The coronavirus pandemic has put a new spotlight on the issue of health illiteracy, or the inability to comprehend and retain important medical information. Social media can be a part of the problem and the solution. Apps like Facebook, Twitter, and Instagram have no shortage of misinformation regarding COVID-19. It wasn’t that long ago that the President of the United States was touting unproven drugs such as hydroxychloroquine and recommending that people inject themselves with bleach (whether he was “joking” or not).
This type of misinformation – as well as a lack of comprehensible information – has become a major problem amid the pandemic. Nurses and doctors now find themselves correcting false or misleading “facts” in addition to monitoring and treating their patients for symptoms.
According to the report Low Health Literacy, this major problem costs the U.S. economy between $106 billion to $238 billion annually. Learn the facts on health misinformation, so we can all do our part to reverse this trend.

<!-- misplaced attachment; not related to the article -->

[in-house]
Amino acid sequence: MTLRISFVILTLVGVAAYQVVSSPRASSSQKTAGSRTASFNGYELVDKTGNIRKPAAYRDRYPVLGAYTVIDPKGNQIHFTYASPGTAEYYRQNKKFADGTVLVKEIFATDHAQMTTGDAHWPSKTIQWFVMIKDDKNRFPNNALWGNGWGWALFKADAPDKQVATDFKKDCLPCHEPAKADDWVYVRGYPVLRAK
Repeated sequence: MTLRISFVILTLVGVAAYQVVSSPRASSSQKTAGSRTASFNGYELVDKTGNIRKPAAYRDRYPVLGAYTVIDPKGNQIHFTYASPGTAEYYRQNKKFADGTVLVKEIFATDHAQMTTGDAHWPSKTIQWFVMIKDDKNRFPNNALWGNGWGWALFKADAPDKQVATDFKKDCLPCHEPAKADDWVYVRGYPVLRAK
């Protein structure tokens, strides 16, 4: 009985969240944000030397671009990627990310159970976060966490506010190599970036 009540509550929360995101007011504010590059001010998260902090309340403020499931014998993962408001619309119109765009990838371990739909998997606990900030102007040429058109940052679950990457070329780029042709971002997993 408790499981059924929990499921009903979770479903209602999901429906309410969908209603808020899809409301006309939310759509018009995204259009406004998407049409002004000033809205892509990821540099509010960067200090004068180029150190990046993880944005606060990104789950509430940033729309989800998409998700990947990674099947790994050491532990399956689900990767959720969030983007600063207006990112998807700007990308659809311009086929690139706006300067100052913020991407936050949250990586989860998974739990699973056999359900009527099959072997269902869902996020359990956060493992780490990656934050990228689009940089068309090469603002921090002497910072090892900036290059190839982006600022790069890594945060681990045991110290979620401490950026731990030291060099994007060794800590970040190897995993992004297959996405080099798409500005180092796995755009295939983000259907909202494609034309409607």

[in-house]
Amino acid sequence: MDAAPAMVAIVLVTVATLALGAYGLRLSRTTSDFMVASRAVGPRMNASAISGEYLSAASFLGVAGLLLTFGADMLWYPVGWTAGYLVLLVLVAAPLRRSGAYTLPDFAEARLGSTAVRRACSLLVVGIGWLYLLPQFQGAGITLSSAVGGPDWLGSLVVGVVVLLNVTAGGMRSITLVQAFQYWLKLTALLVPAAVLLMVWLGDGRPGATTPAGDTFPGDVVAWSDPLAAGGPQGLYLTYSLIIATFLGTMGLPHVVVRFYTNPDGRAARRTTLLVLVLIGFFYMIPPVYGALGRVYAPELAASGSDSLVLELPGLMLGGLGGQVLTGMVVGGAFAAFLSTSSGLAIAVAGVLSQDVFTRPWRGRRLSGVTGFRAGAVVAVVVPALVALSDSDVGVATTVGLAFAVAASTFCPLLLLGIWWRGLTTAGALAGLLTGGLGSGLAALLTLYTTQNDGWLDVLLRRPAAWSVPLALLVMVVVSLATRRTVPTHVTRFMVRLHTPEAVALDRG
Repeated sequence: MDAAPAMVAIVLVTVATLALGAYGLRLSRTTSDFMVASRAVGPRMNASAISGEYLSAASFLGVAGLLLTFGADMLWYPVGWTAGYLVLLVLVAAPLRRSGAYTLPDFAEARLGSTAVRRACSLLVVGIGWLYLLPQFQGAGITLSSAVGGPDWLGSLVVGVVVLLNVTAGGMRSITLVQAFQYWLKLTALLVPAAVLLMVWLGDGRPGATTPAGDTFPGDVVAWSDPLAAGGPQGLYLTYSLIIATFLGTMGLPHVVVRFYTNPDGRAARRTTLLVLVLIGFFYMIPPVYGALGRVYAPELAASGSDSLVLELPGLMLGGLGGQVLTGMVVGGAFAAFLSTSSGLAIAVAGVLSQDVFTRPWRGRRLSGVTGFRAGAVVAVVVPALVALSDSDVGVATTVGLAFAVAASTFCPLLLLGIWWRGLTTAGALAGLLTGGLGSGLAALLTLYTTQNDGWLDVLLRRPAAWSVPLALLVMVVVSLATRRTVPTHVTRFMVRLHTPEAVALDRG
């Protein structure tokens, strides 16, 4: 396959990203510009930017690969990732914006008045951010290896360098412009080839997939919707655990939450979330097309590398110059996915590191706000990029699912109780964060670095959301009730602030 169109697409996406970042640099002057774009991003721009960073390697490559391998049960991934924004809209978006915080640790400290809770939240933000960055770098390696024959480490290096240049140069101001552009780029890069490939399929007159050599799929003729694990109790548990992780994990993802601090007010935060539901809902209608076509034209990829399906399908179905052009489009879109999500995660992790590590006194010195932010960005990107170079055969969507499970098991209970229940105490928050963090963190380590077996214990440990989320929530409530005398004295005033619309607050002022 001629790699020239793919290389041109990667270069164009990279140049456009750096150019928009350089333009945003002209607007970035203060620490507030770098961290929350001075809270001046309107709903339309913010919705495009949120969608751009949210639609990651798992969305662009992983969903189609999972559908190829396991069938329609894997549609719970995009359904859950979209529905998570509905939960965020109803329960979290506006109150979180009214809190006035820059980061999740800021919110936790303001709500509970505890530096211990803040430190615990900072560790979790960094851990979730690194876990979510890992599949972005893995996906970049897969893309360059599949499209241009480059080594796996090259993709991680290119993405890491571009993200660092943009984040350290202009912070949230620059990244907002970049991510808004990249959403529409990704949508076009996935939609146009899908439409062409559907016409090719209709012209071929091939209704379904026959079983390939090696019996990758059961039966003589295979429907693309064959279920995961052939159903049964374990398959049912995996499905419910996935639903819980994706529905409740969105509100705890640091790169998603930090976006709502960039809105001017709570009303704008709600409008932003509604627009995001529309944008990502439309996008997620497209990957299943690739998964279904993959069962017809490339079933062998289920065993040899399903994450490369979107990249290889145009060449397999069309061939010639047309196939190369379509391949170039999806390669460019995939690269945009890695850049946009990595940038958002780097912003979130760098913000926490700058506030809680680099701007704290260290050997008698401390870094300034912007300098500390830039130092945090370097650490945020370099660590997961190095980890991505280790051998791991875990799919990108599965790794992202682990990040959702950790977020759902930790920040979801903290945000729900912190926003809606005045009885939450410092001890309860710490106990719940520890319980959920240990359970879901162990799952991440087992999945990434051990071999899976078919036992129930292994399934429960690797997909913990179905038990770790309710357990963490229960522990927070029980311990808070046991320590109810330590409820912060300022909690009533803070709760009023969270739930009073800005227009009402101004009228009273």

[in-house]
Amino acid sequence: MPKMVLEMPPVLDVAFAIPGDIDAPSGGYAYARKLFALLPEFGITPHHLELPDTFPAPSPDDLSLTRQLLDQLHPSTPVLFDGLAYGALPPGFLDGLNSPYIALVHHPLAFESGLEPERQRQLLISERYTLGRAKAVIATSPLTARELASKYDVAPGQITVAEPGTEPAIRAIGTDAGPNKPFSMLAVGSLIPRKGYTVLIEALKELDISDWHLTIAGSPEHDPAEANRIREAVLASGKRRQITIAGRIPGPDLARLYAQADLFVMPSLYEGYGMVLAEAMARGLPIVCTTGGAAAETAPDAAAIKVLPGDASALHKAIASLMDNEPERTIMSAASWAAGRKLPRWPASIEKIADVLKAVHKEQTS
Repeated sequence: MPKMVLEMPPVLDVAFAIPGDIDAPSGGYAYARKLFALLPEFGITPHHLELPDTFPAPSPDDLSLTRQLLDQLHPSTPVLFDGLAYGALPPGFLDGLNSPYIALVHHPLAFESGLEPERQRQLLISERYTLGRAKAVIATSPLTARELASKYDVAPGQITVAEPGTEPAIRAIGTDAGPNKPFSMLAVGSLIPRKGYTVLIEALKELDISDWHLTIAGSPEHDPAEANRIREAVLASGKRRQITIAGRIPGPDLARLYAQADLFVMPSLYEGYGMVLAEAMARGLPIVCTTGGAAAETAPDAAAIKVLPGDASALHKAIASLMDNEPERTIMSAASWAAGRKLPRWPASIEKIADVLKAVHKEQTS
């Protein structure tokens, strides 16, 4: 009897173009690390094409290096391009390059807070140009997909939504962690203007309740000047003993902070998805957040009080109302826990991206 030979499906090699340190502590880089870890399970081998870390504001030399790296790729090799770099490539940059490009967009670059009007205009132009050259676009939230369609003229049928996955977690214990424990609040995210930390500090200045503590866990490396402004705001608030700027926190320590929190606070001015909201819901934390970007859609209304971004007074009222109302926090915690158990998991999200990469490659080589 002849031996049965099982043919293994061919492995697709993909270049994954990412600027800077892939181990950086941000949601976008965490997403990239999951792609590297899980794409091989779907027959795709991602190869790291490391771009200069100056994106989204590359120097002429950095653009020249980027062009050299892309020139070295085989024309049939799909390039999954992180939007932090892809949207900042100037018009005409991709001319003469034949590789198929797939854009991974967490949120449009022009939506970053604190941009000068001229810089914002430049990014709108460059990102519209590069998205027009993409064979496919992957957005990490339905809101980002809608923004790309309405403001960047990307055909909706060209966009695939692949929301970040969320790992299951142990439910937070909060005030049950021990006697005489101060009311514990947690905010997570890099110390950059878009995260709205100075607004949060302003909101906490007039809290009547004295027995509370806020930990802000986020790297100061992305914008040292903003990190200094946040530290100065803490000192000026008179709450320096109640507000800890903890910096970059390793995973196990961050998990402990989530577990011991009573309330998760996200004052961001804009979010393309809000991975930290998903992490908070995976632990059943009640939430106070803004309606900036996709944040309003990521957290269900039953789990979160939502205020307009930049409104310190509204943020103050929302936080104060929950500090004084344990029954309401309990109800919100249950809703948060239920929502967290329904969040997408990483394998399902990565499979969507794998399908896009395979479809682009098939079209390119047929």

What is Health Illiteracy?
This type of illiteracy is more complicated than you might think. It can take many forms as people try to navigate the U.S. healthcare system, including:
- Reading and signing consent forms related to medical treatment
- Protecting themselves from the spread of infectious disease
- Reducing lifestyle risk factors for chronic disease
- Lack of awareness of their own health
- Trouble reading food and medication labels
- Difficulty comprehending and adhering to health advice from providers
A recent study from the Agency for Healthcare Research and Quality (AHRQ) shows that many people do not fully comprehend their discharge instructions when leaving the hospital. Nearly 1 in 3 of the 17,309 patients they interviewed said that the instructions they received from their health provider were “not easy to understand.”
The coronavirus pandemic has made some of these trends acutely visible. For example, high blood pressure is one of the leading risk factors for COVID-19, yet many people are not aware of their own blood pressure. Some people think that they do not have hypertension because their lives aren’t stressful, but high blood pressure is not the same as stress.
As we learn more about how the virus affects the cardiovascular system, the American Heart Association recently released its 2020 Impact Goals for reducing health illiteracy. They believe this campaign could improve cardiovascular health by 20% for all Americans.
Who’s at Risk?
Older individuals, non-native English speakers, and low-income and minority Americans tend to have the most trouble with this. These are also the types of people most likely to die of COVID-19.
However, improving health literacy isn’t just about education and having a college degree. The fact is that it can affect anyone.